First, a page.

“The assessment will encompass a high-level identification of infrastructure requirements and cost upgrades needed to allow the operation of a commuter rail from Langford to Victoria,” said the province in a statement in February.

The study is set to be complete by the end of the year.

“We’re hopeful that we’re not just kicking the can down the road,” Stevenson said. ” We believe rail must play a key role in any integrated transportation systems on the Island… this has to be a rail, transit and ferry solution.”

Stevenson believes the costs associated with reactivating the rail system would fall well below what’s being paid in Surrey to create a new 10 km stretch of light rail line, which is facing a nearly $2 billion bill. One of the more costly expenses in the Capital Region would be crafting a new station at the Victoria end of the infrastructure in Vic West.

nicole.crescenzi@vicnews.com

Like us on Facebook Send a Tweet to @NicoleCrescenzi
and follow us on Instagram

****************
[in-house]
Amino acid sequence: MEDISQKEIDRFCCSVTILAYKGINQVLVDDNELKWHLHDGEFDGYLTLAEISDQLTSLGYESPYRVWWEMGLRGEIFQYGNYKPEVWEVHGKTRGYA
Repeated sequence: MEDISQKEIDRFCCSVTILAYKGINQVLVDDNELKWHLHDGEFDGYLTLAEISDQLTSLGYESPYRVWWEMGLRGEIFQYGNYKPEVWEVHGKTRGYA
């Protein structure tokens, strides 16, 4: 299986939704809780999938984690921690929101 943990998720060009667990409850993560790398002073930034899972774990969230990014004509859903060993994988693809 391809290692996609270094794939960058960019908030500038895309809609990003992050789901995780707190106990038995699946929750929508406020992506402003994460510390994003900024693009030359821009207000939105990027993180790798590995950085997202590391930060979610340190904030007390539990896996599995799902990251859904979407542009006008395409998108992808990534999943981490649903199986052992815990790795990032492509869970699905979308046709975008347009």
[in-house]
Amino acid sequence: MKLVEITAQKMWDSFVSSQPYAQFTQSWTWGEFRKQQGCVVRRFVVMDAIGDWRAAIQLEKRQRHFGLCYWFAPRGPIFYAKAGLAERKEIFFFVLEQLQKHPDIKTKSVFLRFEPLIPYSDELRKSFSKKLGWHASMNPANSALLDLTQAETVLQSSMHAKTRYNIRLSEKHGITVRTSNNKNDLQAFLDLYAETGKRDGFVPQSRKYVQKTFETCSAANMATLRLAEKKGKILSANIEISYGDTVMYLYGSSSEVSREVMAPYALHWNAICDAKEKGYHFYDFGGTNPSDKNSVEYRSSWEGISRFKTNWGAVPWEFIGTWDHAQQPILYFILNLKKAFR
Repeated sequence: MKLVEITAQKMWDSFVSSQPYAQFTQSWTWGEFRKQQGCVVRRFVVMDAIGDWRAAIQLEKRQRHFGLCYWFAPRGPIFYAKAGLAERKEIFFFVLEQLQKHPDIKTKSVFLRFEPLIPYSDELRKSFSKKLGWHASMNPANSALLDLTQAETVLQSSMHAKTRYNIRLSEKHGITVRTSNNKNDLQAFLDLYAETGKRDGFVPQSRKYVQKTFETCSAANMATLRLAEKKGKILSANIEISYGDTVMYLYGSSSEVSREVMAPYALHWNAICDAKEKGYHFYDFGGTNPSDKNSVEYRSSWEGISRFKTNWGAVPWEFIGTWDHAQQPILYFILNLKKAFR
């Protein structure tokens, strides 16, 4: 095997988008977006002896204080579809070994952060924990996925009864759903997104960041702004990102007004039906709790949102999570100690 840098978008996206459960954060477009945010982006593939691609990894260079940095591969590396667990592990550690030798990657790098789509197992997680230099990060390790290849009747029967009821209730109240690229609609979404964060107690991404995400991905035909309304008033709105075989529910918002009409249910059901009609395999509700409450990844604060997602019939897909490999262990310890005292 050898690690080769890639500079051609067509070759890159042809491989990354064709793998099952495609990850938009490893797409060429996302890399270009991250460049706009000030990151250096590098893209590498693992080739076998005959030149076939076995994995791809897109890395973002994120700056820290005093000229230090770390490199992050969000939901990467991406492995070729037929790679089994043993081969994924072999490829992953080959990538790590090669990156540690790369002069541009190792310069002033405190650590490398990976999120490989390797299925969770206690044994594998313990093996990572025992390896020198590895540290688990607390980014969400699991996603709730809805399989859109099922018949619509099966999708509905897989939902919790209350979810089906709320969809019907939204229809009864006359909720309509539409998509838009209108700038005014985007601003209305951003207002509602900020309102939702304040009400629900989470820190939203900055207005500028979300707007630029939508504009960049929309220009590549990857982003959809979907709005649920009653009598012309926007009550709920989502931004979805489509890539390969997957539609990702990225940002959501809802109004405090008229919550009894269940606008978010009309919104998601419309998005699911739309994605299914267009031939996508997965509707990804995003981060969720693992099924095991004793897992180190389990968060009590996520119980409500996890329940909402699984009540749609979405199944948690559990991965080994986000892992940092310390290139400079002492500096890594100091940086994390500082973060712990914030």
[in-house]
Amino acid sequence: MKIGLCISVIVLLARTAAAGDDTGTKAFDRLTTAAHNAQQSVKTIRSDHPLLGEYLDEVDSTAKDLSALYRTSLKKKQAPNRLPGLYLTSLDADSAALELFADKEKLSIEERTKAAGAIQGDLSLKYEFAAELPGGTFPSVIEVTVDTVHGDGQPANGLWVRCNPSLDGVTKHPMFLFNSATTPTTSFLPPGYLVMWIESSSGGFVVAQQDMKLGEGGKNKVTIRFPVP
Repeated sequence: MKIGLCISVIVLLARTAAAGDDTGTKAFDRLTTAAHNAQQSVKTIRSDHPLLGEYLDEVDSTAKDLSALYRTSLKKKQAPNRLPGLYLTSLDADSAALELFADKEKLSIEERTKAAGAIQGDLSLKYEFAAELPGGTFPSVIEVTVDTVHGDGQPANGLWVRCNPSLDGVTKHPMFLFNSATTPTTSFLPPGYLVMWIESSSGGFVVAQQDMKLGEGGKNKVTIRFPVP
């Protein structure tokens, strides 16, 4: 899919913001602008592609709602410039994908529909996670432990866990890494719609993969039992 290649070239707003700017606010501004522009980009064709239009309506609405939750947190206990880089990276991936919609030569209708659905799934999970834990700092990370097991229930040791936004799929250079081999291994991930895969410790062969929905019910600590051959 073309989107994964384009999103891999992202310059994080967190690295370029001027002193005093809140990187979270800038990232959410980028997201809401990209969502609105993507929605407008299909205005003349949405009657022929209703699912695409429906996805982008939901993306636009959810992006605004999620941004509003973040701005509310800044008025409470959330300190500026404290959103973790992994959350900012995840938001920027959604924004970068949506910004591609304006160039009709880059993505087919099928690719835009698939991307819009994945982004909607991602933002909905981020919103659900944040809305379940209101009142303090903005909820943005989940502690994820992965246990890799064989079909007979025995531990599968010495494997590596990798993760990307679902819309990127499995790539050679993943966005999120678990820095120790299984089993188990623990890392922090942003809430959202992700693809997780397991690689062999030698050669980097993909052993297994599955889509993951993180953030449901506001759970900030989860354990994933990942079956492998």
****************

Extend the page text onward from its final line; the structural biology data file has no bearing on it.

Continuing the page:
CP RailCRDEsquimaltrailwayTransportation

Get local stories you won't find anywhere else right to your inbox.
Sign up here

Just Posted

Qualicum Beach resident Harold MacDougall won $75,000 off a Casino Royale II Scratch & Win ticket, purchased the ticket at Qualicum Foods on Memorial Avenue. (BCLC photo)
Qualicum Beach man $75K richer thanks to scratch-and-win ticket windfall

MacDougall plans on trips to Cape Breton and Scotland

The property at 113 and 161 Island Highway is currently being dismantled as the developer attempts to salvage ‘usable’ lumber for their development application to the City of Parksville. (Mandy Moraes photo)
Development application delayed for high-profile Parksville property

Council refers application to staff for further improvements

(File photo)
RCMP warn of counterfeit bill use in Parksville Qualicum Beach area

Police have received four calls in November regarding bogus bills

The COVID-19 pandemic had an effect on film production on central and north Vancouver Island, says Vancouver Island North Film Commission. Pictured here, production of TV series Resident Alien in Ladysmith earlier this year. (Black Press file)
Film commissioner says COVID-19 cost central Island $6 million in economic activity

Jurassic World: Dominion, Chesapeake Shores among productions halted due to pandemic, says INFilm

A woman wears a protective face covering to help prevent the spread of COVID-19 as she walks along the seawall in North Vancouver Wednesday, November 25, 2020.THE CANADIAN PRESS/Jonathan Hayward